by David Martin, author of America's Dreyfus Affair

Strong, credible allegations of high-level criminal activity can bring down a government. When the government lacks an effective, fact-based defense, other techniques must be employed. The success of these techniques depends heavily upon a cooperative, compliant press and a mere token opposition party.

1. Dummy up. If it's not reported, if it's not news, it didn't happen.
2. Wax indignant. This is also known as the "how dare you?" gambit.
3. Characterize the charges as "rumors" or, better yet, "wild rumors." If, in spite of the news blackout, the public is still able to learn about the suspicious facts, it can only be through "rumors." (If they tend to believe the "rumors" it must be because they are simply "paranoid" or "hysterical.")
4. Knock down straw men. Deal only with the weakest aspect of the weakest charges. Even better, create your own straw men. Make up wild rumors and give them lead play when you appear to debunk all the charges, real and fanciful alike.
5. Call the skeptics names like "conspiracy theorist," "nut," "ranter," "kook," "crackpot," and of course, "rumor monger." Be sure, too, to use heavily loaded verbs and adjectives when characterizing their charges and defending the "more reasonable" government and its defenders. You must then carefully avoid fair and open debate with any of the people you have thus maligned. For insurance, set up your own "skeptics" to shoot down.
6. Impugn motives. Attempt to marginalize the critics by suggesting strongly that they are not really interested in the truth but are simply pursuing a partisan political agenda or are out to make money (compared to over-compensated adherents to the government line who, presumably, are not).
7. Invoke authority. Here the controlled press and the sham opposition can be very useful.
8. Dismiss the charges as "old news."
9. Come half-clean. This is also known as "confession and avoidance" or "taking the limited hangout route." This way, you create the impression of candor and honesty while you admit only to relatively harmless, less-than-criminal "mistakes." This stratagem often requires the embrace of a fall-back position quite different from the one originally taken. With effective damage control, the fall-back position need only be peddled by stooge skeptics to carefully limited markets.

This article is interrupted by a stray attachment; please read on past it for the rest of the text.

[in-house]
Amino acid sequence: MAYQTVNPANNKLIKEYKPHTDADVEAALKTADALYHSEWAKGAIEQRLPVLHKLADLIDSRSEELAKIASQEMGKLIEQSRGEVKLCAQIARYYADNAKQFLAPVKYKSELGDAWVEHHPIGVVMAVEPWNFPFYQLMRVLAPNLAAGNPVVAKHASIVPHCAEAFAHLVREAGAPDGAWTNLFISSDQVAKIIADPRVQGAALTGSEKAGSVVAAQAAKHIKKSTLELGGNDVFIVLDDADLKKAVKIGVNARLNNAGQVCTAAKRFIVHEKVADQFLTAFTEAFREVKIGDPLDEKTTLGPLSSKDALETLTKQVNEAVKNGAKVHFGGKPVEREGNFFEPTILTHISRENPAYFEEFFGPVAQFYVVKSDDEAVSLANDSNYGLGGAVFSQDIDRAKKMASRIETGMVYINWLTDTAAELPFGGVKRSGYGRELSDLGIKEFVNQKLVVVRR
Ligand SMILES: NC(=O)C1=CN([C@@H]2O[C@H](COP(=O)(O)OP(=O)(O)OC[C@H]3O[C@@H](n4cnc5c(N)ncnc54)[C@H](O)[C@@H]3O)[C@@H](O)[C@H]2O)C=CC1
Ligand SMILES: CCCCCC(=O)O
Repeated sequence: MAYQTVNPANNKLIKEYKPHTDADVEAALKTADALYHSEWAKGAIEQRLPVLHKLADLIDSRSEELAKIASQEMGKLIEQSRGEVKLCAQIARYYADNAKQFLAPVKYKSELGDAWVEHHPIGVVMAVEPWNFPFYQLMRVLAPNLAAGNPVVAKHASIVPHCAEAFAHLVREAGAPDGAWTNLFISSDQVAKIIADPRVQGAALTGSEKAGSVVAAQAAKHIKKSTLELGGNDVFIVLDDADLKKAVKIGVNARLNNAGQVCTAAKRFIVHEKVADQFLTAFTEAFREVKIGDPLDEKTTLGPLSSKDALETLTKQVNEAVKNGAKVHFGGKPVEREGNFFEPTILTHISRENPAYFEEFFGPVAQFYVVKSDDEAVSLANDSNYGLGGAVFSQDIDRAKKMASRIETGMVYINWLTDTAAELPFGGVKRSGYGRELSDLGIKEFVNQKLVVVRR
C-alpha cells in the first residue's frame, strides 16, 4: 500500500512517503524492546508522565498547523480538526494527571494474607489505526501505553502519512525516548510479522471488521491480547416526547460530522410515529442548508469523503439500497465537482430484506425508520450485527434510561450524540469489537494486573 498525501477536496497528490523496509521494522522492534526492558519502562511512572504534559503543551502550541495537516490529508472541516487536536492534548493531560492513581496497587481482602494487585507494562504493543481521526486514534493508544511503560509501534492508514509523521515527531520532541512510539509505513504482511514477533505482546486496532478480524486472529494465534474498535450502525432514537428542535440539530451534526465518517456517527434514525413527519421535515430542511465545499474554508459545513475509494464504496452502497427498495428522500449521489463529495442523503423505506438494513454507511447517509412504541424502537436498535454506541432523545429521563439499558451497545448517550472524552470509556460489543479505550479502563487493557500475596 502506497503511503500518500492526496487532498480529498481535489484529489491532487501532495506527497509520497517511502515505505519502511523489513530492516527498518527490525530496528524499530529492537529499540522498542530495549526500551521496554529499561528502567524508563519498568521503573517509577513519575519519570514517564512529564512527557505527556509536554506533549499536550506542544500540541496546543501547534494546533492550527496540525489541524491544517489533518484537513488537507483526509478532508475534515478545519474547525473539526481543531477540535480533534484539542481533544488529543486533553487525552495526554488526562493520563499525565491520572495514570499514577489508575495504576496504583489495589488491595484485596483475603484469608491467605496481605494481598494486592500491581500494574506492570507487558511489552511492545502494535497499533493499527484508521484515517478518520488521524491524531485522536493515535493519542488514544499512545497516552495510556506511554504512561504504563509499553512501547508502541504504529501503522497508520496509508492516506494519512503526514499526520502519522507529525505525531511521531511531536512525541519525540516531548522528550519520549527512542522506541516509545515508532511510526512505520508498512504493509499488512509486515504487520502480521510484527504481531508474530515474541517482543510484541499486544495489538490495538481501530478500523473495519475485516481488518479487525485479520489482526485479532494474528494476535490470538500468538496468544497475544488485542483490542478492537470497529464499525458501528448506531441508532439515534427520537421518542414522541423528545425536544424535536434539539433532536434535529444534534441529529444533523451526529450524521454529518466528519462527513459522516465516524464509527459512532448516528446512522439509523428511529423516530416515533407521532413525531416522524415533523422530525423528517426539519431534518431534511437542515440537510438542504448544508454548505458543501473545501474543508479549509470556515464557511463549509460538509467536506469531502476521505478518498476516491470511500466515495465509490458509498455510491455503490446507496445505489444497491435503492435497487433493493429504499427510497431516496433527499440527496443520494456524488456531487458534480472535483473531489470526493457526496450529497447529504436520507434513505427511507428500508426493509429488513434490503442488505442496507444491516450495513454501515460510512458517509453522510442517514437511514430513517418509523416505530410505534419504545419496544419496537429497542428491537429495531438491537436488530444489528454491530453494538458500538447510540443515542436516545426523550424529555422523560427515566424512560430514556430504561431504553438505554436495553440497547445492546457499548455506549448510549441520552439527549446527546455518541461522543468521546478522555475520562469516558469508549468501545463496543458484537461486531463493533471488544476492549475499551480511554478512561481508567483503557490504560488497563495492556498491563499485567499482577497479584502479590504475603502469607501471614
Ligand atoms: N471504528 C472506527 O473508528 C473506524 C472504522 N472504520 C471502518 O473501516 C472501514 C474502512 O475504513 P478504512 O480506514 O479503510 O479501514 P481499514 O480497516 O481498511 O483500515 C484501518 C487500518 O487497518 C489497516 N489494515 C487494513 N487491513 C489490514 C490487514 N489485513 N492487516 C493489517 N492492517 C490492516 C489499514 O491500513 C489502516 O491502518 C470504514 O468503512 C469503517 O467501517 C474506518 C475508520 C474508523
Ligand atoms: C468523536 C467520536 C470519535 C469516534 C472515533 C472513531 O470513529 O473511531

10. Characterize the crimes as impossibly complex and the truth as ultimately unknowable.
11. Reason backward, using the deductive method with a vengeance. With thoroughly rigorous deduction, troublesome evidence is irrelevant. For example: We have a completely free press. If they know of evidence that the Bureau of Alcohol, Tobacco, and Firearms (BATF) had prior knowledge of the Oklahoma City bombing they would have reported it. They haven't reported it, so there was no prior knowledge by the BATF. Another variation on this theme involves the likelihood of a conspiracy leaker and a press that would report the leak.
12. Require the skeptics to solve the crime completely. For example: If Vince Foster was murdered, who did it and why?
13. Change the subject. This technique includes creating and/or publicizing distractions.
14. Scantly report incriminating facts, and then make nothing of them. This is sometimes referred to as "bump and run" reporting.
15. Baldly and brazenly lie. A favorite way of doing this is to attribute the "facts" furnished the public to a plausible-sounding, but anonymous, source.
16. Expanding further on numbers 4 and 5, have your own stooges "expose" scandals and champion popular causes. Their job is to pre-empt real opponents and to play 99-yard football. A variation is to pay rich people for the job who will pretend to spend their own money.
17. Flood the Internet with agents. This is the answer to the question, "What could possibly motivate a person to spend hour upon hour on Internet news groups defending the government and/or the press and harassing genuine critics?" Don't the authorities have defenders enough in all the newspapers, magazines, radio, and television? One would think refusing to print critical letters and screening out serious callers or dumping them from radio talk shows would be control enough, but, obviously, it is not.
18. http://www.dabney.com/wacomuseum/library/martin1.html

Alfred Lambremont Webre, JD, MEd
ICIS-Institute for Cooperation in Space
3339 West 41 Avenue
Vancouver, BC V6N3E5 CANADA
Tel: 604-733-8134
Fax: 604-733-8135
Email: peace@peaceinspace.org
Campaign: http://www.peaceinspace.org
Exopolitics: http://www.exopolitics.com
ICIS: http://www.peaceinspace.com
Click here to send a letter to the Canadian Parliamentary Leaders for public ET Hearings

Can we make the phone mast-cancer link?

Roxanne Stapleton

Sunday, December 25th 2005

Part One

THERE is a growing number of well-reputed professors and scientists around the world, who are raising the alarm about mobile phone base transmitter masts.

They are cautioning that there is an increased incidence of cancer in people working or residing in the vicinity of the masts.